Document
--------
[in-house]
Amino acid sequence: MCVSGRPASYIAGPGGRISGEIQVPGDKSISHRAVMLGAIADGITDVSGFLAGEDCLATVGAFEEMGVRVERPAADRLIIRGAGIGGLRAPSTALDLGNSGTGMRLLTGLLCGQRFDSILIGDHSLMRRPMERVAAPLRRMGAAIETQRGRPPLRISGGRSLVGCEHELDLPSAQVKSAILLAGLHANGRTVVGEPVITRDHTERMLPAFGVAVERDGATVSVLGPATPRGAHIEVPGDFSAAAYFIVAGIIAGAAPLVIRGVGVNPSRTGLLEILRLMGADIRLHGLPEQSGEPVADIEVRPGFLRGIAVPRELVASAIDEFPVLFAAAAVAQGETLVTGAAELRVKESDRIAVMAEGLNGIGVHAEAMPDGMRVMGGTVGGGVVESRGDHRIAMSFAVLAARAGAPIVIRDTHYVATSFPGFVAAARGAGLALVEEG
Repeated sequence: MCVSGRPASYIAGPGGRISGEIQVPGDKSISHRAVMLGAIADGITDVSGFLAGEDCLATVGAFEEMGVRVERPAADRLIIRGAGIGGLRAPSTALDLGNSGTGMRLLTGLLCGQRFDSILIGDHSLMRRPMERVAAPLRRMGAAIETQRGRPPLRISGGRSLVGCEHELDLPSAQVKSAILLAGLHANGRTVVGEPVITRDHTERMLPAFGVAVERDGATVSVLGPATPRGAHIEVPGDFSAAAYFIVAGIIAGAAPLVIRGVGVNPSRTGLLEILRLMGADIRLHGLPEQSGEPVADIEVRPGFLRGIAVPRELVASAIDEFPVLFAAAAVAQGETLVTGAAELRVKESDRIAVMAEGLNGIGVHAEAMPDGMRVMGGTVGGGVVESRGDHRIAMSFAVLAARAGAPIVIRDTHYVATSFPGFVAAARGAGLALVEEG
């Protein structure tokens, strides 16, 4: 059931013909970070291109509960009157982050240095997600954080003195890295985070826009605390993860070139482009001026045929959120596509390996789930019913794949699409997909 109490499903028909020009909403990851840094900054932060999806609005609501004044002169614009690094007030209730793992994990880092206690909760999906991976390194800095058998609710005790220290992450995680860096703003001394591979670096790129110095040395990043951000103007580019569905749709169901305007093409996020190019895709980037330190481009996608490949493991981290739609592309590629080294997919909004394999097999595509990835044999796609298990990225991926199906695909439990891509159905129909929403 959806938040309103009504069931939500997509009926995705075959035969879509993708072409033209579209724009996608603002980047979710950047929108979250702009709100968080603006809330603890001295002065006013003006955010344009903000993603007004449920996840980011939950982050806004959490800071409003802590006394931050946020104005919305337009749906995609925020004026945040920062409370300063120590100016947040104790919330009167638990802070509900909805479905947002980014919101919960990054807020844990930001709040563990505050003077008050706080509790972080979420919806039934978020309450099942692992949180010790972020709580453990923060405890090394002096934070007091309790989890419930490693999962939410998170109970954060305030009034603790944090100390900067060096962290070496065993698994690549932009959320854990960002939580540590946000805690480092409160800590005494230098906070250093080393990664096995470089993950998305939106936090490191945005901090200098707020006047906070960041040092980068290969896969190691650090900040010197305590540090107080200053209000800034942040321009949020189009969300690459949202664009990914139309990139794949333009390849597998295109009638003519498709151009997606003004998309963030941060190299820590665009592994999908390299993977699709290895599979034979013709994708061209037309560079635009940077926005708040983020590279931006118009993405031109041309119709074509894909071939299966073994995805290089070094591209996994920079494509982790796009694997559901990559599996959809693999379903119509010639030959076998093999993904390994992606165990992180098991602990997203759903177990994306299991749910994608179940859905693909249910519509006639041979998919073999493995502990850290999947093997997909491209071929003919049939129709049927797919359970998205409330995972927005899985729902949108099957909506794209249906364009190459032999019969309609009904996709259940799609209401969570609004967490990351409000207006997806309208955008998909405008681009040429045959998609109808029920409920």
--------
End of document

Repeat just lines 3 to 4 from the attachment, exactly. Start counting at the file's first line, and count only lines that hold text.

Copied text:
Repeated sequence: MCVSGRPASYIAGPGGRISGEIQVPGDKSISHRAVMLGAIADGITDVSGFLAGEDCLATVGAFEEMGVRVERPAADRLIIRGAGIGGLRAPSTALDLGNSGTGMRLLTGLLCGQRFDSILIGDHSLMRRPMERVAAPLRRMGAAIETQRGRPPLRISGGRSLVGCEHELDLPSAQVKSAILLAGLHANGRTVVGEPVITRDHTERMLPAFGVAVERDGATVSVLGPATPRGAHIEVPGDFSAAAYFIVAGIIAGAAPLVIRGVGVNPSRTGLLEILRLMGADIRLHGLPEQSGEPVADIEVRPGFLRGIAVPRELVASAIDEFPVLFAAAAVAQGETLVTGAAELRVKESDRIAVMAEGLNGIGVHAEAMPDGMRVMGGTVGGGVVESRGDHRIAMSFAVLAARAGAPIVIRDTHYVATSFPGFVAAARGAGLALVEEG
């Protein structure tokens, strides 16, 4: 059931013909970070291109509960009157982050240095997600954080003195890295985070826009605390993860070139482009001026045929959120596509390996789930019913794949699409997909 109490499903028909020009909403990851840094900054932060999806609005609501004044002169614009690094007030209730793992994990880092206690909760999906991976390194800095058998609710005790220290992450995680860096703003001394591979670096790129110095040395990043951000103007580019569905749709169901305007093409996020190019895709980037330190481009996608490949493991981290739609592309590629080294997919909004394999097999595509990835044999796609298990990225991926199906695909439990891509159905129909929403 959806938040309103009504069931939500997509009926995705075959035969879509993708072409033209579209724009996608603002980047979710950047929108979250702009709100968080603006809330603890001295002065006013003006955010344009903000993603007004449920996840980011939950982050806004959490800071409003802590006394931050946020104005919305337009749906995609925020004026945040920062409370300063120590100016947040104790919330009167638990802070509900909805479905947002980014919101919960990054807020844990930001709040563990505050003077008050706080509790972080979420919806039934978020309450099942692992949180010790972020709580453990923060405890090394002096934070007091309790989890419930490693999962939410998170109970954060305030009034603790944090100390900067060096962290070496065993698994690549932009959320854990960002939580540590946000805690480092409160800590005494230098906070250093080393990664096995470089993950998305939106936090490191945005901090200098707020006047906070960041040092980068290969896969190691650090900040010197305590540090107080200053209000800034942040321009949020189009969300690459949202664009990914139309990139794949333009390849597998295109009638003519498709151009997606003004998309963030941060190299820590665009592994999908390299993977699709290895599979034979013709994708061209037309560079635009940077926005708040983020590279931006118009993405031109041309119709074509894909071939299966073994995805290089070094591209996994920079494509982790796009694997559901990559599996959809693999379903119509010639030959076998093999993904390994992606165990992180098991602990997203759903177990994306299991749910994608179940859905693909249910519509006639041979998919073999493995502990850290999947093997997909491209071929003919049939129709049927797919359970998205409330995972927005899985729902949108099957909506794209249906364009190459032999019969309609009904996709259940799609209401969570609004967490990351409000207006997806309208955008998909405008681009040429045959998609109808029920409920």